It’s all in the stats
Moviescramble takes a swing at the 2011 award baiting drama Moneyball.
I must admit that I do not known very much about Baseball. I know the basics of the game but the intricacies, the stats and the language of the game are a bit of a mystery to me. So my approach to the baseball movie Moneyball was based on anecdotal information obtained mainly from US TV and previous baseball movies. The concern was that my lack of background knowledge would be a hindrance to my enjoyment of the film. Thankfully not.
The film tracks the 2002 season of the Oakland Athletics baseball team. The A’s general manager, Billy Beane (Brad Pitt), is faced with the fact that after a relatively successful season he is losing three of his star players to bigger teams and is in the financial position that he cannot afford to bring in big name players as replacements. Year on year there is no continuity and he is forced to rebuild. In planning for the forthcoming season he is increasingly frustrated at the options presented to him by his scouting and coaching staff. He needs another way to put a winning team out in the field.
At a meeting with a rival team to sell one of his players, he is introduced to Peter Brand (Jonah Hill). Peter is an economics graduate who believes that the key to a successful team lies in the stats. If you have a group of players that can continue to produce their averages in their specific roles then the team will be winners. Peter has figured out that this can be achieved at relatively low-cost compared to the sums paid by the Major teams. In fact it went against everything that baseball as a sport believed in. Billy and Peter face major hurdles in order to put their ideas into practice. They face opposition from the head Coach (Philip Seymour Hoffman) all of the coaching staff, the media and of course the fans hungry for success.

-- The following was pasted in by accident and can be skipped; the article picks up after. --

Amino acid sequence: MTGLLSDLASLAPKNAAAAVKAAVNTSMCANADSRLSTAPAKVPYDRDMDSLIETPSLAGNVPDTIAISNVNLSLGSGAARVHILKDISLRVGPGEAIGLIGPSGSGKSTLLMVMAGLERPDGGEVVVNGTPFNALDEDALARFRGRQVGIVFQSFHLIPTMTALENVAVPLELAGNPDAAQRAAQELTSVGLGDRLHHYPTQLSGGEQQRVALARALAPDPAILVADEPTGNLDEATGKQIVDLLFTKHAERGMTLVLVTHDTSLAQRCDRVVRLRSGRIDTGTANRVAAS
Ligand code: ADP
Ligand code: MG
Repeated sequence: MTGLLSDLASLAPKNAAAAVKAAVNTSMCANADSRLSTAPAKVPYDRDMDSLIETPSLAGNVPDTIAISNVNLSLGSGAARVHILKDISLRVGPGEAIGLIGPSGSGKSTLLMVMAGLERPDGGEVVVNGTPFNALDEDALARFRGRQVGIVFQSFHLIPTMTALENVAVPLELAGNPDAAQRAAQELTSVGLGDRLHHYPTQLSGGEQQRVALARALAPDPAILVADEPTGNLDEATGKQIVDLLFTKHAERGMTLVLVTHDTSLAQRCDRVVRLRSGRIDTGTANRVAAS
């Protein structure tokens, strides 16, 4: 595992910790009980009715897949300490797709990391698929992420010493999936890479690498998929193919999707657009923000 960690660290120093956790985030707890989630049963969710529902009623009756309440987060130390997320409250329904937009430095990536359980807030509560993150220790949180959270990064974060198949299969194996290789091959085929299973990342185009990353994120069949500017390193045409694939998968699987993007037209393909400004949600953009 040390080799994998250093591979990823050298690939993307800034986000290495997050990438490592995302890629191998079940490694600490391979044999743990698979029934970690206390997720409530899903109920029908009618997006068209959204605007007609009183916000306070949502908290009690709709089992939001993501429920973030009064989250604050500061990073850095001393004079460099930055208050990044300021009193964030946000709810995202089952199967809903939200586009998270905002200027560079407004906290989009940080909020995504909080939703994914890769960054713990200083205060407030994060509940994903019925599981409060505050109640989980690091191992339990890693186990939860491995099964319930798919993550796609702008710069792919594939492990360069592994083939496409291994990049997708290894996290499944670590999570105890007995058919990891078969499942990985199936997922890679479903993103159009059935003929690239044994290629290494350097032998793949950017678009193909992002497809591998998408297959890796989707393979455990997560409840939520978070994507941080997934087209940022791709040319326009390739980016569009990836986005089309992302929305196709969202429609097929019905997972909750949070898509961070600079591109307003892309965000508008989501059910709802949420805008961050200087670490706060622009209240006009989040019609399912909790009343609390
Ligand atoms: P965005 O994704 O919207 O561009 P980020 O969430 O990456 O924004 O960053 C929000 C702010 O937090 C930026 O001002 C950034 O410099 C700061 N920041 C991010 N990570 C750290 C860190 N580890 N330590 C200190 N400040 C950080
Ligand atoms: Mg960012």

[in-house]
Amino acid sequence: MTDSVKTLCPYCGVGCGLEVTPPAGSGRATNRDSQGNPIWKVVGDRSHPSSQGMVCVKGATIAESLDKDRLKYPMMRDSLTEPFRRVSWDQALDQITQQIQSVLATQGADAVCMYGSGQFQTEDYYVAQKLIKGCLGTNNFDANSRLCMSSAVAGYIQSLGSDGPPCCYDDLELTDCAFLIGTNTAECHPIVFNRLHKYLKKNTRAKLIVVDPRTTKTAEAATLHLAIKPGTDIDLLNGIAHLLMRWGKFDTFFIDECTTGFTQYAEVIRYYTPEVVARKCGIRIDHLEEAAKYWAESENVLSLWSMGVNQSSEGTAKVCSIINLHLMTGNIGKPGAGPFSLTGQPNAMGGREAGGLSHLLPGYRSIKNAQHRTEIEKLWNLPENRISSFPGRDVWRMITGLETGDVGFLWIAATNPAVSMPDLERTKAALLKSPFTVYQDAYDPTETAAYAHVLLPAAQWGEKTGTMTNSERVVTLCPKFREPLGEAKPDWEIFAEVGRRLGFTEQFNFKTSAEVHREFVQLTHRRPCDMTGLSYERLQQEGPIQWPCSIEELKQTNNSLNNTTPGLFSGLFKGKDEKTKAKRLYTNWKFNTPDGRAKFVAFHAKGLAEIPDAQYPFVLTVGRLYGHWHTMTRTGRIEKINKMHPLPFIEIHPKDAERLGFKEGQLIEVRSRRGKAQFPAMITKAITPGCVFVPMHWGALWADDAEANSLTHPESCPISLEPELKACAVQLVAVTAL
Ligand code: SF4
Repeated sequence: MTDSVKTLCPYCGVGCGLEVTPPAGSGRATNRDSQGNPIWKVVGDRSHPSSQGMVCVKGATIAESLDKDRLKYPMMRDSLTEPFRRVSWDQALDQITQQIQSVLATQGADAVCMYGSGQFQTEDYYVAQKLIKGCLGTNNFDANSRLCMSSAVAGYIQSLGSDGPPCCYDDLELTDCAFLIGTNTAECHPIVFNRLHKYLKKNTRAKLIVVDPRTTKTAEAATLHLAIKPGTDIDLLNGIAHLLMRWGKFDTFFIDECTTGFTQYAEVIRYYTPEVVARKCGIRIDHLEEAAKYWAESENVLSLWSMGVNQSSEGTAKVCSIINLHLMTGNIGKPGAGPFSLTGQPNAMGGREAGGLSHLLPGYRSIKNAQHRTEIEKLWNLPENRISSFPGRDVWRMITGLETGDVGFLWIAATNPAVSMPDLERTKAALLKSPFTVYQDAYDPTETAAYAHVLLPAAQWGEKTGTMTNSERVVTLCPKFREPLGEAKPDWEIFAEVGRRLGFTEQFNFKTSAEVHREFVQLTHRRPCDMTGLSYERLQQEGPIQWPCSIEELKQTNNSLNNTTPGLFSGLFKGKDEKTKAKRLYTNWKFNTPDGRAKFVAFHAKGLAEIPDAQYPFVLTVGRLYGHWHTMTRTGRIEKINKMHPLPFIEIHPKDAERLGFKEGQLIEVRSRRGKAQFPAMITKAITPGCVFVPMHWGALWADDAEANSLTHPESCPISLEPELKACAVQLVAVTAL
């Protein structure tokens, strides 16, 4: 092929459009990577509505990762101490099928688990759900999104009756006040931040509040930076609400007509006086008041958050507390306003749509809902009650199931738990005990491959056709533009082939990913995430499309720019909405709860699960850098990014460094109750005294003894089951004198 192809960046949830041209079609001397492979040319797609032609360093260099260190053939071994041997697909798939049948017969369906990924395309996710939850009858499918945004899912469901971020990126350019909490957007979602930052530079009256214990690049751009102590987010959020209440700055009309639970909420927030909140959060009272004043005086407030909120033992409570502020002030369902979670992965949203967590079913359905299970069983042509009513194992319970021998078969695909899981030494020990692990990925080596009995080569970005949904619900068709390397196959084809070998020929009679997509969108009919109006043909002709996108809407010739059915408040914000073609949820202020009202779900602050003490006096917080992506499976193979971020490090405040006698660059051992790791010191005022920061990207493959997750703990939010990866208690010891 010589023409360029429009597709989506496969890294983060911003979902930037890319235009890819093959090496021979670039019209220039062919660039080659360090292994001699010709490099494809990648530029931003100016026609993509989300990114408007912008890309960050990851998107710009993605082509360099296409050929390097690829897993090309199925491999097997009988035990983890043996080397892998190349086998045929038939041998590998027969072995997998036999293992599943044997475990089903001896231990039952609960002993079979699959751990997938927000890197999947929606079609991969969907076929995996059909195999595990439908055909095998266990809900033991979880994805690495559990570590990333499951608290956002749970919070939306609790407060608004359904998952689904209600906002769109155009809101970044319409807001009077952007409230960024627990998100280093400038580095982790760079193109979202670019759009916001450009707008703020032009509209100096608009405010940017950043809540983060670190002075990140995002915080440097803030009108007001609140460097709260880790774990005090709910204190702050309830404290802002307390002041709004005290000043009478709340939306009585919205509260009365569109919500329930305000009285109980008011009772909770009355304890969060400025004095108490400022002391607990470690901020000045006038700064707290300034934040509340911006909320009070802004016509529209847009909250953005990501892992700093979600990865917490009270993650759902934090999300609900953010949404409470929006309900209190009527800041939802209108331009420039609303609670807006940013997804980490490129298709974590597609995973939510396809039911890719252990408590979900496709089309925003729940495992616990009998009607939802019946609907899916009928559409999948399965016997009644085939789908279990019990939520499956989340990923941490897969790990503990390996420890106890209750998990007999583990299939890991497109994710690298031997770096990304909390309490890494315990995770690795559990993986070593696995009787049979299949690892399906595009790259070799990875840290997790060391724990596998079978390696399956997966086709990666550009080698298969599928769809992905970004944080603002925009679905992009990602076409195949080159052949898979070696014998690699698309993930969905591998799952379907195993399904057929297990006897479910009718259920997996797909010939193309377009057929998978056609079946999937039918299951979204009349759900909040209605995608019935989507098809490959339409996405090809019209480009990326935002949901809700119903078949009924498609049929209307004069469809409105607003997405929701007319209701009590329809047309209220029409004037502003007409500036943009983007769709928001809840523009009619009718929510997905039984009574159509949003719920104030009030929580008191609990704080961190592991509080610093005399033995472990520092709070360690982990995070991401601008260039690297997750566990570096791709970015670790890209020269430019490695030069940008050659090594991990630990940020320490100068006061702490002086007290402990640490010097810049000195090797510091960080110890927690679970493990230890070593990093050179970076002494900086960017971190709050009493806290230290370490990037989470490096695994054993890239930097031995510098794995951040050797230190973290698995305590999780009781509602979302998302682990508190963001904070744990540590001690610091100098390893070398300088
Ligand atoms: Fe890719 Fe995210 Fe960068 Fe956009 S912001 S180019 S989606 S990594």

As I have said my background to baseball involved Bull Durham, Major League, Field of Dreams and The Natural. So not exactly comprehensive. I still enjoyed the film as was engaged in the story from very early in the film. This was down to two reasons The story itself and the acting talent on screen.
Based on real events (as almost everything seems to be these days!!) and the book Moneyball: The art of winning an unfair game, the story is brought to life by another great screenplay from the pen of Aaron Sorkin alongside the prolific screenwriter Steven Zallian. Between them they have created a screenplay that works on many levels. Foremost it tells the story in a way that the non baseball fans can understand and enjoy. This is cleverly done through the main character Billy Beane. He needs the basics of the theory explained to him allowing the audience to gain the same information. For a sports movie there is a lack of actual baseball action. Billy does not watch the games. He thinks it bad luck. So we spend the game time with him and his ritual of avoiding the game except on TV or the radio. Apparently there is enough in the film for the fans of the sport. There are a lot of references that appeal to the fans and allow them to enjoy the film at another level entirely.
Brad Pitt gives one of the best performances of his career in the title role. There are not grand gestures or scenery chewing in his approach to the role. He naturally draws you in to his performance using small moves, stillness and body language. It’s good that his performance is receiving a lot of praise. He certainly puts in the effort. Jonah Hill is also on top of his game. In a rare straight role he captures the essence of the character. Equal parts certainty of youth, computer geek and total baseball fan. I hope this will encourage him to continue to take risks and seek out other roles that will stretch his range. Philip Seymour Hoffman plays the part of the old school head coach who is rabidly against the change in style with his usual fantastic performance. With his shaven head and unflattering (to be kind!!!) physique. He is completely believable.
In conclusion a terrific film that delivers for fans and non fans of baseball. Recommended.